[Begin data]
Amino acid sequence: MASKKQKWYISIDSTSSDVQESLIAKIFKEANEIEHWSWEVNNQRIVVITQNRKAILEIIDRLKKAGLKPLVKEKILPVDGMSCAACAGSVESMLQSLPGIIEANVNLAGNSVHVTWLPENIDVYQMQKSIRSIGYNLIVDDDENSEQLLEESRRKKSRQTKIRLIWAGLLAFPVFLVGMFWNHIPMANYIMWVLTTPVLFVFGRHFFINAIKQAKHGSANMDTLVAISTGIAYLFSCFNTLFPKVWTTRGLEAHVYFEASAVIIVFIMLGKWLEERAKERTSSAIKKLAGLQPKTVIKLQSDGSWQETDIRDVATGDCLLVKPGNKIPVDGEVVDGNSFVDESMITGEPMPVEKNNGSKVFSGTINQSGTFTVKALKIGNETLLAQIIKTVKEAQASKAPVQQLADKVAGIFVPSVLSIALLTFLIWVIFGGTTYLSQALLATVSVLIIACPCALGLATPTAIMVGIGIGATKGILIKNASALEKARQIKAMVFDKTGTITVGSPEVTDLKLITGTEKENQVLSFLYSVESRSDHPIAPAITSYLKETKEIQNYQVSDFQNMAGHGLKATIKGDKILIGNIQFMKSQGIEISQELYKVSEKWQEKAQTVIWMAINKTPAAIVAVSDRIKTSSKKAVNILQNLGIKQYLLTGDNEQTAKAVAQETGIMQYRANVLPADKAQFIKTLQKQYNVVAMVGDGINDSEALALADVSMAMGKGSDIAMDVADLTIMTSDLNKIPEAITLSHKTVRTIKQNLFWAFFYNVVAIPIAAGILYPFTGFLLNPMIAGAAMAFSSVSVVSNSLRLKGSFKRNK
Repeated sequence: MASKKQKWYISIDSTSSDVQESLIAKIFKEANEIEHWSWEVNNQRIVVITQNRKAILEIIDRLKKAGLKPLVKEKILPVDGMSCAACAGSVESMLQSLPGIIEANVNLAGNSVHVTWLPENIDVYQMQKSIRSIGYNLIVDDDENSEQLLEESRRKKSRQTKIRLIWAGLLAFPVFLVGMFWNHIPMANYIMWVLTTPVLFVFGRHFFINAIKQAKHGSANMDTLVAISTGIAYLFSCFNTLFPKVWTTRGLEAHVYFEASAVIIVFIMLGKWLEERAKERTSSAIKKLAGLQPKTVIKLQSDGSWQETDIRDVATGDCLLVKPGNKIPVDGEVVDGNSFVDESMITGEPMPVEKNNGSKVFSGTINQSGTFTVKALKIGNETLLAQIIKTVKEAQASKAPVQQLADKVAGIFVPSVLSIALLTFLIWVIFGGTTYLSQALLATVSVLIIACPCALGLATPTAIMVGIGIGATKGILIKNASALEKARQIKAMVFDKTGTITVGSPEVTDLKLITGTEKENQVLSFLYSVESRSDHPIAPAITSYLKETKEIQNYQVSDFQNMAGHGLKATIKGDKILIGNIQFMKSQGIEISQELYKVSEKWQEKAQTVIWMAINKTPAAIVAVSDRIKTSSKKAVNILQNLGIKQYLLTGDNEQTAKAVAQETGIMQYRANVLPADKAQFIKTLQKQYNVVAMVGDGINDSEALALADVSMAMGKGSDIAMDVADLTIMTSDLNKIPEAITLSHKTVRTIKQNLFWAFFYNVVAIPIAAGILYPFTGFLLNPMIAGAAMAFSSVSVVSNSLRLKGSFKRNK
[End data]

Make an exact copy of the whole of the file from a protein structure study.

Amino acid sequence: MASKKQKWYISIDSTSSDVQESLIAKIFKEANEIEHWSWEVNNQRIVVITQNRKAILEIIDRLKKAGLKPLVKEKILPVDGMSCAACAGSVESMLQSLPGIIEANVNLAGNSVHVTWLPENIDVYQMQKSIRSIGYNLIVDDDENSEQLLEESRRKKSRQTKIRLIWAGLLAFPVFLVGMFWNHIPMANYIMWVLTTPVLFVFGRHFFINAIKQAKHGSANMDTLVAISTGIAYLFSCFNTLFPKVWTTRGLEAHVYFEASAVIIVFIMLGKWLEERAKERTSSAIKKLAGLQPKTVIKLQSDGSWQETDIRDVATGDCLLVKPGNKIPVDGEVVDGNSFVDESMITGEPMPVEKNNGSKVFSGTINQSGTFTVKALKIGNETLLAQIIKTVKEAQASKAPVQQLADKVAGIFVPSVLSIALLTFLIWVIFGGTTYLSQALLATVSVLIIACPCALGLATPTAIMVGIGIGATKGILIKNASALEKARQIKAMVFDKTGTITVGSPEVTDLKLITGTEKENQVLSFLYSVESRSDHPIAPAITSYLKETKEIQNYQVSDFQNMAGHGLKATIKGDKILIGNIQFMKSQGIEISQELYKVSEKWQEKAQTVIWMAINKTPAAIVAVSDRIKTSSKKAVNILQNLGIKQYLLTGDNEQTAKAVAQETGIMQYRANVLPADKAQFIKTLQKQYNVVAMVGDGINDSEALALADVSMAMGKGSDIAMDVADLTIMTSDLNKIPEAITLSHKTVRTIKQNLFWAFFYNVVAIPIAAGILYPFTGFLLNPMIAGAAMAFSSVSVVSNSLRLKGSFKRNK
Repeated sequence: MASKKQKWYISIDSTSSDVQESLIAKIFKEANEIEHWSWEVNNQRIVVITQNRKAILEIIDRLKKAGLKPLVKEKILPVDGMSCAACAGSVESMLQSLPGIIEANVNLAGNSVHVTWLPENIDVYQMQKSIRSIGYNLIVDDDENSEQLLEESRRKKSRQTKIRLIWAGLLAFPVFLVGMFWNHIPMANYIMWVLTTPVLFVFGRHFFINAIKQAKHGSANMDTLVAISTGIAYLFSCFNTLFPKVWTTRGLEAHVYFEASAVIIVFIMLGKWLEERAKERTSSAIKKLAGLQPKTVIKLQSDGSWQETDIRDVATGDCLLVKPGNKIPVDGEVVDGNSFVDESMITGEPMPVEKNNGSKVFSGTINQSGTFTVKALKIGNETLLAQIIKTVKEAQASKAPVQQLADKVAGIFVPSVLSIALLTFLIWVIFGGTTYLSQALLATVSVLIIACPCALGLATPTAIMVGIGIGATKGILIKNASALEKARQIKAMVFDKTGTITVGSPEVTDLKLITGTEKENQVLSFLYSVESRSDHPIAPAITSYLKETKEIQNYQVSDFQNMAGHGLKATIKGDKILIGNIQFMKSQGIEISQELYKVSEKWQEKAQTVIWMAINKTPAAIVAVSDRIKTSSKKAVNILQNLGIKQYLLTGDNEQTAKAVAQETGIMQYRANVLPADKAQFIKTLQKQYNVVAMVGDGINDSEALALADVSMAMGKGSDIAMDVADLTIMTSDLNKIPEAITLSHKTVRTIKQNLFWAFFYNVVAIPIAAGILYPFTGFLLNPMIAGAAMAFSSVSVVSNSLRLKGSFKRNK